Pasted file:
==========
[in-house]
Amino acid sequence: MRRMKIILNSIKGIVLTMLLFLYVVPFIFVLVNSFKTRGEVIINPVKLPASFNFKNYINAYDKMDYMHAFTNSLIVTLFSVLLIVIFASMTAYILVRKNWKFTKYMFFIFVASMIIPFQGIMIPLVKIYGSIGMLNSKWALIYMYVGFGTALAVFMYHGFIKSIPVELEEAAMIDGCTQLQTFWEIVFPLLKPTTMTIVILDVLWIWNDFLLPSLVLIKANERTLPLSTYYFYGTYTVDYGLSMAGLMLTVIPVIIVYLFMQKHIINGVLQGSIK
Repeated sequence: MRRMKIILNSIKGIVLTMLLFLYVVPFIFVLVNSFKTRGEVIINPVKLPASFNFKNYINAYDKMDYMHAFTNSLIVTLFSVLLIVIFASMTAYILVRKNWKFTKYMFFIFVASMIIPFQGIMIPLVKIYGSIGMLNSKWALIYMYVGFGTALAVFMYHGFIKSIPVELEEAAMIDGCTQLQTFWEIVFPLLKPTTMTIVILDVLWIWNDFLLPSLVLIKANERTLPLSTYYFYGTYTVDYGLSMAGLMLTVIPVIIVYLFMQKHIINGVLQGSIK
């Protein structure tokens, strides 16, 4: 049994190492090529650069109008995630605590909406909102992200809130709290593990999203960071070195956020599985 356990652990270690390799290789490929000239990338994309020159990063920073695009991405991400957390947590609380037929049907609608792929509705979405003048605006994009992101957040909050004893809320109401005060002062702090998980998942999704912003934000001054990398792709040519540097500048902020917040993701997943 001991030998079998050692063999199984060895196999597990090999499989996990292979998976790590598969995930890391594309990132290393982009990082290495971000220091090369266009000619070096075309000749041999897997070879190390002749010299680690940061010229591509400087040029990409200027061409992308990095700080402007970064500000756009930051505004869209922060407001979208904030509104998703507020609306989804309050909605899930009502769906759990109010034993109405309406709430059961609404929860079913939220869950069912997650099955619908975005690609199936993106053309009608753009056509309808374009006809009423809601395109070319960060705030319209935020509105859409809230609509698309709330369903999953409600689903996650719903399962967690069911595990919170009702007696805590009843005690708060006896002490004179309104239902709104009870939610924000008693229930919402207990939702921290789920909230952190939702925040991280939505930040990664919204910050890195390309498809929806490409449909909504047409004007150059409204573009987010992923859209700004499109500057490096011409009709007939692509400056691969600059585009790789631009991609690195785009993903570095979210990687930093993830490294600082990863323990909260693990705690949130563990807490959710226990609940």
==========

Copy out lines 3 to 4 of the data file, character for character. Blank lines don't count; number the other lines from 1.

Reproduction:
Repeated sequence: MRRMKIILNSIKGIVLTMLLFLYVVPFIFVLVNSFKTRGEVIINPVKLPASFNFKNYINAYDKMDYMHAFTNSLIVTLFSVLLIVIFASMTAYILVRKNWKFTKYMFFIFVASMIIPFQGIMIPLVKIYGSIGMLNSKWALIYMYVGFGTALAVFMYHGFIKSIPVELEEAAMIDGCTQLQTFWEIVFPLLKPTTMTIVILDVLWIWNDFLLPSLVLIKANERTLPLSTYYFYGTYTVDYGLSMAGLMLTVIPVIIVYLFMQKHIINGVLQGSIK
């Protein structure tokens, strides 16, 4: 049994190492090529650069109008995630605590909406909102992200809130709290593990999203960071070195956020599985 356990652990270690390799290789490929000239990338994309020159990063920073695009991405991400957390947590609380037929049907609608792929509705979405003048605006994009992101957040909050004893809320109401005060002062702090998980998942999704912003934000001054990398792709040519540097500048902020917040993701997943 001991030998079998050692063999199984060895196999597990090999499989996990292979998976790590598969995930890391594309990132290393982009990082290495971000220091090369266009000619070096075309000749041999897997070879190390002749010299680690940061010229591509400087040029990409200027061409992308990095700080402007970064500000756009930051505004869209922060407001979208904030509104998703507020609306989804309050909605899930009502769906759990109010034993109405309406709430059961609404929860079913939220869950069912997650099955619908975005690609199936993106053309009608753009056509309808374009006809009423809601395109070319960060705030319209935020509105859409809230609509698309709330369903999953409600689903996650719903399962967690069911595990919170009702007696805590009843005690708060006896002490004179309104239902709104009870939610924000008693229930919402207990939702921290789920909230952190939702925040991280939505930040990664919204910050890195390309498809929806490409449909909504047409004007150059409204573009987010992923859209700004499109500057490096011409009709007939692509400056691969600059585009790789631009991609690195785009993903570095979210990687930093993830490294600082990863323990909260693990705690949130563990807490959710226990609940």